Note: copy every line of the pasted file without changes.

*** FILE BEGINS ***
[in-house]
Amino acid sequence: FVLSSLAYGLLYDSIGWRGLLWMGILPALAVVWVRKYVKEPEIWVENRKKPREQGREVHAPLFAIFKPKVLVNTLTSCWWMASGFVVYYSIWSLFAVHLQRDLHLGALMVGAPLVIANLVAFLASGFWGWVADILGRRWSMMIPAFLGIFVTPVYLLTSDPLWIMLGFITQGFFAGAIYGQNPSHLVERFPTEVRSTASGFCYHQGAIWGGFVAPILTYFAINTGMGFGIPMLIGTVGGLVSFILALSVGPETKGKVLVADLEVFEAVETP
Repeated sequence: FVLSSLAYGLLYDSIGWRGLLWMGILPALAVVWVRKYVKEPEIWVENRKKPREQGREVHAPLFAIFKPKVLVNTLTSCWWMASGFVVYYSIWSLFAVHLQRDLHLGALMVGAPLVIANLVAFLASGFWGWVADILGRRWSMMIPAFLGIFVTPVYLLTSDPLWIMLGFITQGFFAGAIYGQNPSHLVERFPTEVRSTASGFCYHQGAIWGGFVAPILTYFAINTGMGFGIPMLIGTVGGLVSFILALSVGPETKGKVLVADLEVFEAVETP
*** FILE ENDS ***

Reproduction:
[in-house]
Amino acid sequence: FVLSSLAYGLLYDSIGWRGLLWMGILPALAVVWVRKYVKEPEIWVENRKKPREQGREVHAPLFAIFKPKVLVNTLTSCWWMASGFVVYYSIWSLFAVHLQRDLHLGALMVGAPLVIANLVAFLASGFWGWVADILGRRWSMMIPAFLGIFVTPVYLLTSDPLWIMLGFITQGFFAGAIYGQNPSHLVERFPTEVRSTASGFCYHQGAIWGGFVAPILTYFAINTGMGFGIPMLIGTVGGLVSFILALSVGPETKGKVLVADLEVFEAVETP
Repeated sequence: FVLSSLAYGLLYDSIGWRGLLWMGILPALAVVWVRKYVKEPEIWVENRKKPREQGREVHAPLFAIFKPKVLVNTLTSCWWMASGFVVYYSIWSLFAVHLQRDLHLGALMVGAPLVIANLVAFLASGFWGWVADILGRRWSMMIPAFLGIFVTPVYLLTSDPLWIMLGFITQGFFAGAIYGQNPSHLVERFPTEVRSTASGFCYHQGAIWGGFVAPILTYFAINTGMGFGIPMLIGTVGGLVSFILALSVGPETKGKVLVADLEVFEAVETP